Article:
Quick and Dirty Tips from the Brain Trust

Hyacinth:

Dear Readers,

Remember last week’s post when we so passionately exhorted you to disallow fighting among the jerks who sprang from your womb (Bull’s choice term here; the other two BTers are personally offended by her calling of our precious babies “jerks.”)? Subsequently, at least one of us have had children who have engaged in an all-out brawl (okay, maybe it was just me). My fellow BTers thought you might want to know how I dealt with my little pugilist and his victim.

Normally, I can see the sibling storm a-brewin’, and as the BTers suggested last week, I take swift and certain action to diffuse it early. This brawl, however, was one of those pre-pubescent-outbursts-from-nowhere. My youngest, Phillip, age 8, didn’t comply with something his brother, Patrick, age 11, wanted him to do. The next thing I know, Patrick has punched him, and Phillip is wailing at the top of his outraged lungs.

(Side note: When I recounted this tale to my fellow BTers, Doodle and Snow empathized and strategized with me. Bull merely wanted to know how effective the punch was…….location, impact, etc. Thanks for your support, Bull.)

The consequence for this unbridled flood of testosterone? Bibliotherapy. Since he had a lapse in virtue, I thought he needed an example of heroic virtue, so I had him read a biography on St. Maximilian Kolbe, a priest who gave his life in Auschwitz so a father might live. He also had to write a paper on St. Kolbe’s life and how he inspired Patrick to be a better man. An unplanned consequence was that our little victim had a couple of sweet offers that the pugilist had to skip because he hadn’t finished his paper. Divine justice…..gotta love it!. I swear I looked empathetic, though.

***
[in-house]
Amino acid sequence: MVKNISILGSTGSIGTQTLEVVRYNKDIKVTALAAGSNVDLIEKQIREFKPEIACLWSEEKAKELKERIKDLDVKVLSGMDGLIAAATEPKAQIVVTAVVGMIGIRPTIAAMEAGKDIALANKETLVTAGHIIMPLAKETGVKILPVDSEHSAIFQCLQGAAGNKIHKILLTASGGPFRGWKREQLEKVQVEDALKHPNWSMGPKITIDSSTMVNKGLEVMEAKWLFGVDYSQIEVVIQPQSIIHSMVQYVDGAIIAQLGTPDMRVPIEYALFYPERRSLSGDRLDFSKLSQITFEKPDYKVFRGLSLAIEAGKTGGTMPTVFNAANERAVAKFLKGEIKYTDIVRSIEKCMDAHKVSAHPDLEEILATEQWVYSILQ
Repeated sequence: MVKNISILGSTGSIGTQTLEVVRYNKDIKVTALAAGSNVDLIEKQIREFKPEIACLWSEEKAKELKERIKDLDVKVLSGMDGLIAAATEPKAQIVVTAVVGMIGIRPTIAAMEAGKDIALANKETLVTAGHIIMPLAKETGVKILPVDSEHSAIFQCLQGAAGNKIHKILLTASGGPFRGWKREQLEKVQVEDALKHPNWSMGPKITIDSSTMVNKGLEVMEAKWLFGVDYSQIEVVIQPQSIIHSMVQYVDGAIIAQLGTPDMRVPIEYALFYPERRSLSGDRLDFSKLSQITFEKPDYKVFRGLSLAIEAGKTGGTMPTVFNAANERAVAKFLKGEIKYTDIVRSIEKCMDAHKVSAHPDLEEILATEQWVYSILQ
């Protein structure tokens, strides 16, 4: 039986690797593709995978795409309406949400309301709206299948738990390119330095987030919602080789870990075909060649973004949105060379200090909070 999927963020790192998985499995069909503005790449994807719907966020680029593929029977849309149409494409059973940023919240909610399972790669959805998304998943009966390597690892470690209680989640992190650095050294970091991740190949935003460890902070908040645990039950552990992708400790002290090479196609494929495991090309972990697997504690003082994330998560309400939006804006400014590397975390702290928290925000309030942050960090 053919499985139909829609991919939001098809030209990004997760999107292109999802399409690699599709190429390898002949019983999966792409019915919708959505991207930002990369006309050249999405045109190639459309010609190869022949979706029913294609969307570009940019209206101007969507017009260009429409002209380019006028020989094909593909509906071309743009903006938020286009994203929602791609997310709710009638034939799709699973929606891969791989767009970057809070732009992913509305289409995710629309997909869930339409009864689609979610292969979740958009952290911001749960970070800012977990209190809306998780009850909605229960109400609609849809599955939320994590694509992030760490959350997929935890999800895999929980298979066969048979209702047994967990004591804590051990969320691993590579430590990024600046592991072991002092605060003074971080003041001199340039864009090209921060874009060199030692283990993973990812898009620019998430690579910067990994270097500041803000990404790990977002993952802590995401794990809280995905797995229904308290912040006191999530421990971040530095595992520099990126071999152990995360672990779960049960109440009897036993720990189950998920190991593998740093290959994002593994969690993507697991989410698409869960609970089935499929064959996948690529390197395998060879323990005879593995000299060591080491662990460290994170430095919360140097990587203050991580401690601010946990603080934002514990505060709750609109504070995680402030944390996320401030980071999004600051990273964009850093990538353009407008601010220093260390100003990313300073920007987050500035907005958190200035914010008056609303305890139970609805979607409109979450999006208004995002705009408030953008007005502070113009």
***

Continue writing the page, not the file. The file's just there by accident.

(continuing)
Hope this airing of my dirty laundry helps you to feel better about yours!

Peace be with you,
Hyacinth

Bull:

Dear Readers,

I am offering a response to Hy’s post from yesterday….

In my defense, I offered our more sensitive readers the synonym “sinners” to replace the perfectly good noun “jerks” if they preferred. And my inquiry into the details of the alleged “punch,” was nothing more than good detective work. The details matter, people!

Let’s say the future prizefighter executed a sucker punch. Oh my! Just typing the words “sucker punch” causes a chill to resonate down my spine. I mean, that’s dirty. The “precious baby” possesses some serious skills. Something you just can’t teach in a kid. But, that’s another post. In Bull’s Book of Parental Punishments, the consequence for such a filthy assault is not even in the same chapter as a punch the recipient knew was coming. I mean, a punch thrown in the heat of anger, preceded by a primal war whoop to alert the victim of impending danger, is still wrong of course and yet different. It perhaps merits a 3-paragraph essay, while the former warrants an essay the size and scale of a doctoral thesis.